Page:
The headteacher is nervous that if the local government’s health department pays them a visit, they’ll be issued a closure notice.

Here’s what we’re going to do about it:

Training

There will be two days for teachers, students, and parents to meet at the school to learn about hygiene and sanitation practices. They will also attend sessions on the management and maintenance of their new rainwater catchment tank, latrines, and handwashing stations. We will use all of our training topics to empower participants to invest their time in positive behaviors that promote health, prolong life, and enable them to become more self-reliant citizens.

The facilitator will use PHAST (participatory hygiene and sanitation transformation), ABCD (asset-based community development), CTC (child to child), lectures, group discussions, and handouts to teach health topics and ways to promote good practices within the school. The CTC method will prepare students to lead other students into healthy habits, as well as kickstart a CTC club for the school.

Handwashing Stations

The two handwashing stations are 50-liter plastic barrels on metal stands, and each has a tap to conserve water. These are often delivered by hygiene and sanitation training so they can be used for demonstrations but always arrive by a project’s completion.

The CTC club will be in charge of filling these stations with water and will ensure that there is always a cleaning agent like soap or ash.

VIP Latrines

Two triple-door latrines will be constructed with local materials that the school will help gather. Three doors will be set aside for each gender. And with a new source of water on school grounds, students and staff should have enough to keep these new latrines clean.

Rainwater Catchment Tank

A 50,000-liter rainwater catchment tank will help alleviate the water crisis at this school. The school will also help gather the needed materials such as sand, rocks, and water from the spring for mixing cement. Once finished, this tank can begin catching rainfall that will be used by the school’s students and staff. Students will no longer waste valuable time journeying back and forth to fetch dirty water.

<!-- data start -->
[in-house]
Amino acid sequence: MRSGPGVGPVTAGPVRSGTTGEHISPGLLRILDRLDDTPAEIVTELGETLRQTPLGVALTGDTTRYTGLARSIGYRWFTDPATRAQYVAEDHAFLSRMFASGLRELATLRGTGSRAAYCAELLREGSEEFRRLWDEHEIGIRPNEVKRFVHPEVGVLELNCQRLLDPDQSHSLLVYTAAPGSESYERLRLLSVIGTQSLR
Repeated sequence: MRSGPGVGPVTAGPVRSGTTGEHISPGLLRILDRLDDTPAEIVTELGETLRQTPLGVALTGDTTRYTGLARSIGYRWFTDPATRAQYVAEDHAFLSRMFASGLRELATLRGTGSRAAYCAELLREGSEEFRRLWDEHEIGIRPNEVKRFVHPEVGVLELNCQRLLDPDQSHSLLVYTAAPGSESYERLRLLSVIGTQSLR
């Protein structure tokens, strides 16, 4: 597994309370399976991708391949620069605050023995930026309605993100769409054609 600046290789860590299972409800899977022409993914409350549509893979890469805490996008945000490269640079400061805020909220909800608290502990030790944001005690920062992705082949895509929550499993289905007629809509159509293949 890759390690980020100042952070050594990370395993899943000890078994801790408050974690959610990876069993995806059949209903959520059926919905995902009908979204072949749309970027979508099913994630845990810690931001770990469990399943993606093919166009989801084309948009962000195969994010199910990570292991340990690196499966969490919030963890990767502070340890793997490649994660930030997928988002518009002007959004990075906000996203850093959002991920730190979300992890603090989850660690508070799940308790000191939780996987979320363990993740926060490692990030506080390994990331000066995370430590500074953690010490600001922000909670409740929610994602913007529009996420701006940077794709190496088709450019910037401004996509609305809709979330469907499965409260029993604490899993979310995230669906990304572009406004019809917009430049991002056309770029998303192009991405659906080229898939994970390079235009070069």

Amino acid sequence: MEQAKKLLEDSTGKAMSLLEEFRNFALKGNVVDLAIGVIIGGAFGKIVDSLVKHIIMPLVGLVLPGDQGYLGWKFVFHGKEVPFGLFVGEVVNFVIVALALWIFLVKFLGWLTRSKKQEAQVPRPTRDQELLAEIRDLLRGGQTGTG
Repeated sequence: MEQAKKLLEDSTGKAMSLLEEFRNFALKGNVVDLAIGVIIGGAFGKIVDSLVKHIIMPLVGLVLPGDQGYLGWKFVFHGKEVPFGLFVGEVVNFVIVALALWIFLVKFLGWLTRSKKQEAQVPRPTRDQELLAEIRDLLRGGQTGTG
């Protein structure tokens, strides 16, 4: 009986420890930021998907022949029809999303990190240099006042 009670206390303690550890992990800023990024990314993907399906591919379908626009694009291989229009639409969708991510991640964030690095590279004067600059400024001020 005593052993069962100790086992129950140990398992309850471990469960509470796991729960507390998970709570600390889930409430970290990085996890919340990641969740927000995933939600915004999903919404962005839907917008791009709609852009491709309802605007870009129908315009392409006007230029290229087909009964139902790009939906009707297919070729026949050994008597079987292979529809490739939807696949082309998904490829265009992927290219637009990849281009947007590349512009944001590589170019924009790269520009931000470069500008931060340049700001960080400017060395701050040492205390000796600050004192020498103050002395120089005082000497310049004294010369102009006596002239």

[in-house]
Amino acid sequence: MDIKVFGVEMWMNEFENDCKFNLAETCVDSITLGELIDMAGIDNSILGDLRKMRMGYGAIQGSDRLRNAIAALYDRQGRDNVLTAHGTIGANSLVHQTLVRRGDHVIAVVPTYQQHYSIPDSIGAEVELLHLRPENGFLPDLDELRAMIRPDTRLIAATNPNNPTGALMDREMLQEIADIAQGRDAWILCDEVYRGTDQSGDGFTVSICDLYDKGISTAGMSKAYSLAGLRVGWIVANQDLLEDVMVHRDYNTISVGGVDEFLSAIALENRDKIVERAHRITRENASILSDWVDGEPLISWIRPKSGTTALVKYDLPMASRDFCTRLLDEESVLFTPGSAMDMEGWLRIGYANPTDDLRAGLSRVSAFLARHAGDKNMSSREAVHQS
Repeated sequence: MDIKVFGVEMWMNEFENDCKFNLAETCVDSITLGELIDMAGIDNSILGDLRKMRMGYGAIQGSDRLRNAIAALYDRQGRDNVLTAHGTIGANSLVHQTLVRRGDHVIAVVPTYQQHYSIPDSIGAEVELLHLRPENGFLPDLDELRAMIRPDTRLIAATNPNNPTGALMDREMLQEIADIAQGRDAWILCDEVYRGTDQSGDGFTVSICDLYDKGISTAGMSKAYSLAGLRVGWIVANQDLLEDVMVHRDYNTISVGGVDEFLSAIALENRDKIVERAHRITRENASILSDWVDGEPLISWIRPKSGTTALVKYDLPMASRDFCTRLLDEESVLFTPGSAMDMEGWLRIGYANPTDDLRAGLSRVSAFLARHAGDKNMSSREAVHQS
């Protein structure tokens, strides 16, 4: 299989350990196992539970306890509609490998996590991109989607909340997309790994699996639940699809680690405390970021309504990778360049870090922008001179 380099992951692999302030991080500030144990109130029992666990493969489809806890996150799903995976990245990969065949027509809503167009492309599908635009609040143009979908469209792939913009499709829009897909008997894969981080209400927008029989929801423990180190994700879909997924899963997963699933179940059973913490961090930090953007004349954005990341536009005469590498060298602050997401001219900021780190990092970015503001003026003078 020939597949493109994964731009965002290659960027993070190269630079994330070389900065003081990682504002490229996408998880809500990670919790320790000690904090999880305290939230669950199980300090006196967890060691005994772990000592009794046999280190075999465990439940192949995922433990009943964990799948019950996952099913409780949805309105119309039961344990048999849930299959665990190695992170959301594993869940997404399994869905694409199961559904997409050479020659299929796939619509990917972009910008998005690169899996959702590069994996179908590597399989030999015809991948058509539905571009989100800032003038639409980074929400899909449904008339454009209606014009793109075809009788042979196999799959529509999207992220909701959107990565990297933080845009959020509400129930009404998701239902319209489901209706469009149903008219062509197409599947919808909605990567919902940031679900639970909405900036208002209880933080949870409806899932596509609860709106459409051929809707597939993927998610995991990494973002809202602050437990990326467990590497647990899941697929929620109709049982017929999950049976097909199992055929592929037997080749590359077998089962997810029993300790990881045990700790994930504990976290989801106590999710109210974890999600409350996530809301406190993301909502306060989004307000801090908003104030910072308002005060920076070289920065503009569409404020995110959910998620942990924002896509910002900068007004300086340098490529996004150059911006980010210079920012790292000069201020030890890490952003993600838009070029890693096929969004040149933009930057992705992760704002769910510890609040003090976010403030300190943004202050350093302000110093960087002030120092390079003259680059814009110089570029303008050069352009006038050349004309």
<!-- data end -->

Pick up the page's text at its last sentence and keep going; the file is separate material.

We and the school strongly believe that with this assistance, standards will significantly improve. These higher standards will translate to better academic performance for these little scholars!

Project Updates


12/12/2018: Sabane Primary School Project Complete

There is a new rainwater catchment system at Sabane Primary School! Students have a source of safe, clean water thanks to your support. Handwashing stations were installed so that students can clean up after using their new latrines, and students and staff have received training in sanitation and hygiene.

New Knowledge

The school suggested that instead of trying to find a time for hygiene and sanitation training during the busy academic year, we should wait until December break to gather. We were a bit nervous that students wouldn’t actually come back to school to attend, but that wasn’t the case at all! 35 students were waiting for us when we arrived. We were happy to all still fit in a classroom because of the scorching heat outside.

The school needed to be equipped with knowledge on how to improve standards of hygiene and to ensure that the sanitation facilities given to them are well-maintained for years to come. Some of the topics we covered included water pollution and treatment methods, handwashing, dental hygiene, operations and maintenance of the facilities, group dynamics, and leadership and governance.

Handwashing demonstrations were held outside at one of the new handwashing stations.

Students really got excited about the leadership training. We taught them about the importance of sharing the information they learned with their peers and their families. Each ones of these students has the ability to be a leader when it comes to living a health life. The students formed a health club that will promote good hygiene at school and voted to elect leaders.

This was an interesting event because there were two siblings who went head to head on becoming the leader of the health club!

“Not until today had I known that toothpaste should be used in such minimal quantities. I now know what to do and I will pitch the idea to my siblings and parents,” said 15-year-old Mildred.